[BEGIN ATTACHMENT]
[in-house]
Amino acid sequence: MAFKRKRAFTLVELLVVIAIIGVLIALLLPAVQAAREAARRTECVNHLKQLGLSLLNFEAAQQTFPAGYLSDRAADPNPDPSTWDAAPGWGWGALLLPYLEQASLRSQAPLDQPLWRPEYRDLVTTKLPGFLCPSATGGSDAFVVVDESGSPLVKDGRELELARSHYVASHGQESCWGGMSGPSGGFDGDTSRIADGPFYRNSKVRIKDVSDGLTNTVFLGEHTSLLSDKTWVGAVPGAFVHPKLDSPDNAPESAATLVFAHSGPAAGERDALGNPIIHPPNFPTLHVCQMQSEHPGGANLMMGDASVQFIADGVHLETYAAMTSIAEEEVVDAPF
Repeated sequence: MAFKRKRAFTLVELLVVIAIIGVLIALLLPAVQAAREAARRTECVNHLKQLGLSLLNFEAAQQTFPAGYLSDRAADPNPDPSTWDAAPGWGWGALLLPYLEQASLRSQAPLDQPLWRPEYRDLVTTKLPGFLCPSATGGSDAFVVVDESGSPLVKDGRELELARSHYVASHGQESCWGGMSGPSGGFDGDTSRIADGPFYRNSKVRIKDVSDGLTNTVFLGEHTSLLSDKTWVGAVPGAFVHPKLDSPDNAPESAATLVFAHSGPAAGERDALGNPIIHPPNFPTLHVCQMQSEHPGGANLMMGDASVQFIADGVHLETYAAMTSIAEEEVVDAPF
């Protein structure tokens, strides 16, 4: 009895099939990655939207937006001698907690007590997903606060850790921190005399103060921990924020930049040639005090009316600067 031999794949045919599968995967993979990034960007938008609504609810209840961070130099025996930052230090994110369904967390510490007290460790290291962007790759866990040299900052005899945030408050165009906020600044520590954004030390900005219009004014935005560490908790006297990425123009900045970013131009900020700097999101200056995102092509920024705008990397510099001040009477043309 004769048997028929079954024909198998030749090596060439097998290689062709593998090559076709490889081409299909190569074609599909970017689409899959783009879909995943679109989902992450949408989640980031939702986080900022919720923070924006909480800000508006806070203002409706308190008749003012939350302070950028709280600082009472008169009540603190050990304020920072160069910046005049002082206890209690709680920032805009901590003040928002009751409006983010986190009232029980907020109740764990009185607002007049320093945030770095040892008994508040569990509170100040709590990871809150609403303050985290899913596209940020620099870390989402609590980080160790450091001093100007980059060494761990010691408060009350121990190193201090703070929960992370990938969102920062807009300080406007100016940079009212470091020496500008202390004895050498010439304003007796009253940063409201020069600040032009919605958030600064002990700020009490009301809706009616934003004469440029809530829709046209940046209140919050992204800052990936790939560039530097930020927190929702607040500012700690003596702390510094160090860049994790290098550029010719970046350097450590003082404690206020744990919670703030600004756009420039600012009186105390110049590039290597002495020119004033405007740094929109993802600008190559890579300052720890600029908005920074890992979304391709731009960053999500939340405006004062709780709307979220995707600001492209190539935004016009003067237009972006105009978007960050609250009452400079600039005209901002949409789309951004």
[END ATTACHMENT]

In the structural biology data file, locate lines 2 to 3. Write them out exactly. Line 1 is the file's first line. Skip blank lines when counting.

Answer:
Amino acid sequence: MAFKRKRAFTLVELLVVIAIIGVLIALLLPAVQAAREAARRTECVNHLKQLGLSLLNFEAAQQTFPAGYLSDRAADPNPDPSTWDAAPGWGWGALLLPYLEQASLRSQAPLDQPLWRPEYRDLVTTKLPGFLCPSATGGSDAFVVVDESGSPLVKDGRELELARSHYVASHGQESCWGGMSGPSGGFDGDTSRIADGPFYRNSKVRIKDVSDGLTNTVFLGEHTSLLSDKTWVGAVPGAFVHPKLDSPDNAPESAATLVFAHSGPAAGERDALGNPIIHPPNFPTLHVCQMQSEHPGGANLMMGDASVQFIADGVHLETYAAMTSIAEEEVVDAPF
Repeated sequence: MAFKRKRAFTLVELLVVIAIIGVLIALLLPAVQAAREAARRTECVNHLKQLGLSLLNFEAAQQTFPAGYLSDRAADPNPDPSTWDAAPGWGWGALLLPYLEQASLRSQAPLDQPLWRPEYRDLVTTKLPGFLCPSATGGSDAFVVVDESGSPLVKDGRELELARSHYVASHGQESCWGGMSGPSGGFDGDTSRIADGPFYRNSKVRIKDVSDGLTNTVFLGEHTSLLSDKTWVGAVPGAFVHPKLDSPDNAPESAATLVFAHSGPAAGERDALGNPIIHPPNFPTLHVCQMQSEHPGGANLMMGDASVQFIADGVHLETYAAMTSIAEEEVVDAPF